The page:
Rogers hut is one of the first hunters hut built in the park, and definitely it has its own character... and lots of mosquitoes! There is running water (rainwater from a tank) and even light fed by solar panels, but we dare not turning them on in the fear the light will attract even more mosquitoes...
Day 2: Rogers Hut (Te Wairoa) to Moerangi Hut
Rascal wakes up with a big smiles and safe from mosquitoes´ bites, and I have just enough time to have my breakfast and repack my backpack before it is already time for his morning nap (about one hour).
I start hiking and leave Jeremy behind to finish cleaning up. The path is so well signed that is really impossible to get lost. Sometimes it is although exposed on cliff (with the river below) and if I were to repeat it with a walking child, I would definitely make sure that he is safely tight up to an adult.
Few traps are present along the path, to catch rats and other pests. We are in kiwi zone! We also hear from Tuis and see wild pigeons. Other small curious birds await for us along the path, and the all hike is a full immersion in bright colours and a continuous concert. We are surrounded by ferns and big trees.
It takes us another 5 hours to reach the Moerangi hut, which is also located close to a cold and shallow stream.
We have plenty of time today to boil the water and prepare the lunch for the next day, and we have an afternoon of relaxation (which is boring for Jeremy).
The hut is also very big, with a nice rainwater storage and many comforts. No mosquitoes tonight!
Photo: passing a landslide (left). I always let Jeremy go first to check the stability of it. Not a territory I would explore in wet/saturated conditions. In case of chances of rain during your hike, evaluate very well if the path will be in areas prone for landslides, and check with the local DoC office. Safety first!!!
Day 3: Moerangi Hut to River road
As for the morning before, I have just one hour to get ready before Rascal's next nap time. I leave Jeremy behind to boil some more water (we ended up spending time at the creek yesterday -COLD!) and slowly start walking singing a lullaby...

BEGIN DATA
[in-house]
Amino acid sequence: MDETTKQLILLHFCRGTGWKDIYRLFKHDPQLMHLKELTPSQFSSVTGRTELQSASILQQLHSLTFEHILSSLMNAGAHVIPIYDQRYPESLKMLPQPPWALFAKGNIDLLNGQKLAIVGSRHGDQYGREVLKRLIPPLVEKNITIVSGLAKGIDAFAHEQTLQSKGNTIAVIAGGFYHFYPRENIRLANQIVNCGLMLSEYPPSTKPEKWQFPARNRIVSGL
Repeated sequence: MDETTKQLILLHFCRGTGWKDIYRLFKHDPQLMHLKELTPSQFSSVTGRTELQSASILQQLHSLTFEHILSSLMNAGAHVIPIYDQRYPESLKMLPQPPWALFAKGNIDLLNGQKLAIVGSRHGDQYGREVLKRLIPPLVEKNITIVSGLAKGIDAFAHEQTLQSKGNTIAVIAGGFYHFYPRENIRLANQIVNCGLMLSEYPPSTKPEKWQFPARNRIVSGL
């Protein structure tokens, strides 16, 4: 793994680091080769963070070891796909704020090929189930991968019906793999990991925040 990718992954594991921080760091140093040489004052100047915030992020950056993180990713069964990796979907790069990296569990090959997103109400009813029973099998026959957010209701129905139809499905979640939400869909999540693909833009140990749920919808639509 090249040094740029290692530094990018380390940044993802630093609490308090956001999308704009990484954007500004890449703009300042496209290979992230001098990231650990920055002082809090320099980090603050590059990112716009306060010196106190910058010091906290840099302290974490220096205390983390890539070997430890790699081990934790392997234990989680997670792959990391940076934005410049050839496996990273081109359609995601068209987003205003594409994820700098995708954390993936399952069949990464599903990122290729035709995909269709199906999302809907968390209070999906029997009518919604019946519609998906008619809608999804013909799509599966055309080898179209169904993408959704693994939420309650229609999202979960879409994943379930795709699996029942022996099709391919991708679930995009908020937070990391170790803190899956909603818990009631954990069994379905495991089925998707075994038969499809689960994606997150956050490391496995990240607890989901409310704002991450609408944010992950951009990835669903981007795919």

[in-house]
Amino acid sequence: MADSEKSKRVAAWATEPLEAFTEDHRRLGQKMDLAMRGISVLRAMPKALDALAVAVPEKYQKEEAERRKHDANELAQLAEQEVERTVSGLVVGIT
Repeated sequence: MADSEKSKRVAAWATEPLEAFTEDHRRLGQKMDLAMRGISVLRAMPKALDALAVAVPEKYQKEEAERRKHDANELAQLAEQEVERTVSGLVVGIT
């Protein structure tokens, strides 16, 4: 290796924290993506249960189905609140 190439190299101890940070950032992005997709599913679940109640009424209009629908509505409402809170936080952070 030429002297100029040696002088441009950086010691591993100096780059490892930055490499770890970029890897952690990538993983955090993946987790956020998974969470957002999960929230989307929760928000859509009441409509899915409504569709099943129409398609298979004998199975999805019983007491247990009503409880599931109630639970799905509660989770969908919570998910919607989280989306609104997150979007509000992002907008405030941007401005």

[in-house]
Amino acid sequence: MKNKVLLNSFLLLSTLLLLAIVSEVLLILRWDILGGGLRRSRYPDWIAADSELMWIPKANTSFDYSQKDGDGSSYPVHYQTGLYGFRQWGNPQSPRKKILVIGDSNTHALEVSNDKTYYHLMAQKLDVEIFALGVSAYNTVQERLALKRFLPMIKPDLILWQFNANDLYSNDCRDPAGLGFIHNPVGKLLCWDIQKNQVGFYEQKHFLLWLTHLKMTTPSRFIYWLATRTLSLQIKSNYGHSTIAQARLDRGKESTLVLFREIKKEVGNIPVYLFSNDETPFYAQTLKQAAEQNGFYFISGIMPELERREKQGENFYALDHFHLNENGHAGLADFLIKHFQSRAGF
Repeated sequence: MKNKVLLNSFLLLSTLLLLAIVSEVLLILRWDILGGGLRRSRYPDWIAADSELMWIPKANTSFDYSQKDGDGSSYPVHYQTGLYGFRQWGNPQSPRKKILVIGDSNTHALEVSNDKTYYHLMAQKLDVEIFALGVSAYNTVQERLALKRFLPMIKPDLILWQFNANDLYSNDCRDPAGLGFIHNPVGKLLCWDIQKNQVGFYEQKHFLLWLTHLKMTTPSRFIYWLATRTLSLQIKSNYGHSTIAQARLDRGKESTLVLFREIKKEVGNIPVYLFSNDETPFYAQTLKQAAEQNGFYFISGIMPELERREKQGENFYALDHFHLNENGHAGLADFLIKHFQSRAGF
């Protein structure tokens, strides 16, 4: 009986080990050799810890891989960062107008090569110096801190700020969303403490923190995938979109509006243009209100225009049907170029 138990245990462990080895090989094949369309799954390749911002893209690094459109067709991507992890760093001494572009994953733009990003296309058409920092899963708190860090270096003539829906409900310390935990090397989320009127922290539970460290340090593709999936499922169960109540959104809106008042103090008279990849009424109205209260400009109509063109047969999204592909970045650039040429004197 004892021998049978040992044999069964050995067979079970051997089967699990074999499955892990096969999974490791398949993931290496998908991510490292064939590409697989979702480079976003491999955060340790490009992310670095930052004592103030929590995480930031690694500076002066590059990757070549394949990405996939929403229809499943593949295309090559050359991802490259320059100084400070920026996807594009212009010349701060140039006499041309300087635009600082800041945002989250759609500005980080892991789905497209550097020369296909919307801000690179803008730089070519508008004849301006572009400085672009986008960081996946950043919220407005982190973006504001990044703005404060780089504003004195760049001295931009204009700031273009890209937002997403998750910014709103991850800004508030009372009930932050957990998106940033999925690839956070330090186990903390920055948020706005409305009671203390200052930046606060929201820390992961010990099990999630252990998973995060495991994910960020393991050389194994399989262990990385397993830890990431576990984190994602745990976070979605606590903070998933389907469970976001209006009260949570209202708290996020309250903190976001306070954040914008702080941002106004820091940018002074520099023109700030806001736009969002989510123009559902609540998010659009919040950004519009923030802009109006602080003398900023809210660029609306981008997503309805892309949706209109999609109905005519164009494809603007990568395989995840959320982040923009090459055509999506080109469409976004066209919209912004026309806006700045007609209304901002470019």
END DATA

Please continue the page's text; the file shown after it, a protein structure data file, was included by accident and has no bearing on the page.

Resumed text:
The hike starts with a steady but not so steep hike. There should be a very nice view at the top of the pass, but unfortunately is cloudy and we don't see much.
After the saddle (picture top right), the path continues on the side of the mountain (horizontal picture on the left). It is narrow and there are different landslides. If you are planning to hike with walking kids, I would bring a rope to tide them, unless they have a very secure step. This "uncomfortable" stretch is not too long, and soon the path becomes quite a wide road, surrounded by old growth forest and ferns (picture top left and bottom right).
If you do not want to do the whole hike, you can approach this are directly from the River road (which is a good conditions) and plan a day hike too. From River road there is also a day-hike to some waterfalls, apparently very pretty.
Because of these day-hike, the end of the path is very well kept and there are informational panels about the forest, and tags to help you recognising the trees.
We truly enjoyed the hike and the isolation of those 3 days, so I would definitely recommend it if you are comfortable not seeing other human beens for a while and you have a secure step to pass over landslides. Do not forget the mosquito repellant for a night in Rogers hut, or plan to spend the first night in Skips hut!